Experienced Lithuanian international midfielder Karolis Chvedukas looks like a potentially exciting addition, as is Hungarian U21 international playmaker Krisztian Adorjan, a former Liverpool trainee who made a good impression on the locals during Wednesday’s 2-1 win against a Brentford ‘B’ team in a friendly at Oriel Park.

Both Dundalk and Cork City have also re-signed former goalscoring heroes for the 2018 season. Having left for Oxford United after his 20-goal contribution helped the Lilywhites to win the title in 2014, Patrick Hoban is back for a second spell in Louth.

The departures from Dundalk since the 2017 season concluded may have been more significant than those felt by Cork City, but the reality for the Leesiders is that life without Sean Maguire will only now begin in earnest. To fill that void, Graham Cummins has returned home to Cork from St Johnstone. Cummins scored 24 goals as City were crowned First Division champions in 2011, which earned him a move to Preston North End.

Stephen Dooley, now at Coleraine, is City’s other big loss in attack for 2018. Greg Bolger is likely to be a valuable addition for Shamrock Rovers, but his place in John Caulfield’s midfield had already been hijacked by Conor McCormack, a childhood Dundalk supporter who’s been named Cork City captain for this season. At the back, Ryan Delaney is now preparing for an FA Cup fifth-round game against Tottenham Hotspur for his new club Rochdale. The 21-year old went back to the UK following a season-long loan spell in Cork.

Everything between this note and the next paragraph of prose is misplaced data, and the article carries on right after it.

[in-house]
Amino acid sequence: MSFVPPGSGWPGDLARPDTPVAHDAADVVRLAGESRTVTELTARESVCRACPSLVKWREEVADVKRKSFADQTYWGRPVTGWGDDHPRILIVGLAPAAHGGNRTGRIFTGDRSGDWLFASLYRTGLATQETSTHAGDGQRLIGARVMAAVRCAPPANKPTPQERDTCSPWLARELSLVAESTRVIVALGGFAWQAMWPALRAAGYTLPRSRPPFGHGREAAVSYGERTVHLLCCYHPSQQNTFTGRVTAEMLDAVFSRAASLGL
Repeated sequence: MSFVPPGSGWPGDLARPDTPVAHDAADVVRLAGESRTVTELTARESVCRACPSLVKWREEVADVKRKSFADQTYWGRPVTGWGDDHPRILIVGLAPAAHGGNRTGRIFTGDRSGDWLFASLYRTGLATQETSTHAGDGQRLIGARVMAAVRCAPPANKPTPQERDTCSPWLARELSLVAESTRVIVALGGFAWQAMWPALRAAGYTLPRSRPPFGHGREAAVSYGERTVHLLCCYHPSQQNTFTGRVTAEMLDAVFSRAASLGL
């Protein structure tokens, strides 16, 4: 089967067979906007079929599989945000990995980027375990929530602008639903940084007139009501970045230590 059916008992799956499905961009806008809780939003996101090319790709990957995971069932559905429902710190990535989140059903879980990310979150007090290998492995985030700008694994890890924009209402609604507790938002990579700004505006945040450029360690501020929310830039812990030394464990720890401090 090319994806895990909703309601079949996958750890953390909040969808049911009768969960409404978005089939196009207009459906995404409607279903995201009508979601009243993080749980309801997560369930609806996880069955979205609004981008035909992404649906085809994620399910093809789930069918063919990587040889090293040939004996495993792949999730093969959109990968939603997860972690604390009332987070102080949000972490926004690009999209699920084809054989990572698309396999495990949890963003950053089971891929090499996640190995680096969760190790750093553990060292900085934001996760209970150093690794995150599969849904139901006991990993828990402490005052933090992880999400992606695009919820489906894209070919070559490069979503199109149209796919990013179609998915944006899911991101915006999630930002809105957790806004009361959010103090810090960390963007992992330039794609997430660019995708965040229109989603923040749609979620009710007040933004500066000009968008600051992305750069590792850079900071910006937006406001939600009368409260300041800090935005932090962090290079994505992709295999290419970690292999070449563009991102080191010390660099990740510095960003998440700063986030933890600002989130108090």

Krisztian Adorjan and Graham Cummins.

Source: PA Images

Those departures have been tempered by plenty of movement in the opposite direction. Graham Cummins is one of eight new signings, joining goalkeeper Peter Cherrie (Bray Wanderers), defenders Colm Horgan (Galway United), Tobi Adebayo-Rowling (Sligo Rovers), Aaron Barry (Derry City) and Danny Kane (Huddersfield Town), midfielder Barry McNamee (Derry City) and striker Josh O’Hanlon (St Patrick’s Athletic) at Turner’s Cross for 2018.

But as always in the merry-go-round that is the League of Ireland, the most important business conducted by both clubs in the off-season may have centred on the players who have stayed put. Dundalk midfielder Robbie Benson and winger Michael Duffy could both kick on to the next level after promising showings last year, while Conor McCormack in front of the back four and wide attackers Kieran Sadlier and Karl Sheppard are likely to play key roles for City.

Although the form book favours Cork City — they’ve won seven and lost just one of the last 10 meetings between the teams — the extent to which both squads have changed in recent months could render that statistic somewhat redundant.

There’ll be expectation for both managers to handle too. John Caulfield will be keen for his players to repeat their success of 2017 and prove that it wasn’t ultimately down to the contribution of Sean Maguire, whereas Stephen Kenny must now satisfy the demands of an ambitious group of new owners, for whom an EA Sports Cup alone is unlikely to suffice.

Will the League of Ireland in 2018 again be dominated by its two biggest rivals of recent years, or is it time for a Novak Djokovic to emerge and break the stranglehold? (We’re looking in your direction, Stephen Bradley).

Dundalk and Cork City contest the President’s Cup at Oriel Park on Sunday afternoon (2pm).